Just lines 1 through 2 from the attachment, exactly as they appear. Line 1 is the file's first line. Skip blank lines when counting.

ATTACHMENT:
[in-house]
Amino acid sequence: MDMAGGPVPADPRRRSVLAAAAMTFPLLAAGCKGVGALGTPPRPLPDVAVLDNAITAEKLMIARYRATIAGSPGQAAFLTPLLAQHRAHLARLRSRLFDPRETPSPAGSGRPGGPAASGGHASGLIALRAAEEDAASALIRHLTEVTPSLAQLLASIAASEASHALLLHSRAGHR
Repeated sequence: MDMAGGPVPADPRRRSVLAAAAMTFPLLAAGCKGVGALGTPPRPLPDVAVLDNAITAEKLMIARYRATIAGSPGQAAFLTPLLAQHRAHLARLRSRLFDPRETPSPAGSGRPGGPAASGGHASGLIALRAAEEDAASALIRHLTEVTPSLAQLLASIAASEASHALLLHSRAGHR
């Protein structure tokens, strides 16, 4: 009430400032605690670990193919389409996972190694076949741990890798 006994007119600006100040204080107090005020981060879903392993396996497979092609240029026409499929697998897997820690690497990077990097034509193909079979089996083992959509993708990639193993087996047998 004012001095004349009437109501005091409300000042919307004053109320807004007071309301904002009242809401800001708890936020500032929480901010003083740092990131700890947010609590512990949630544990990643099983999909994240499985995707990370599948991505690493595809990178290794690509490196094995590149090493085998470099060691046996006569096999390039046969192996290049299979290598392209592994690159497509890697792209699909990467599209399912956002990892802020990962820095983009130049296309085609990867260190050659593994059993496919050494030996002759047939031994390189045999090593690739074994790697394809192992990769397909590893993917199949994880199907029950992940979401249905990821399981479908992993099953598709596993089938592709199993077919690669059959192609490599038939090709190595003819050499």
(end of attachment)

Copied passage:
[in-house]
Amino acid sequence: MDMAGGPVPADPRRRSVLAAAAMTFPLLAAGCKGVGALGTPPRPLPDVAVLDNAITAEKLMIARYRATIAGSPGQAAFLTPLLAQHRAHLARLRSRLFDPRETPSPAGSGRPGGPAASGGHASGLIALRAAEEDAASALIRHLTEVTPSLAQLLASIAASEASHALLLHSRAGHR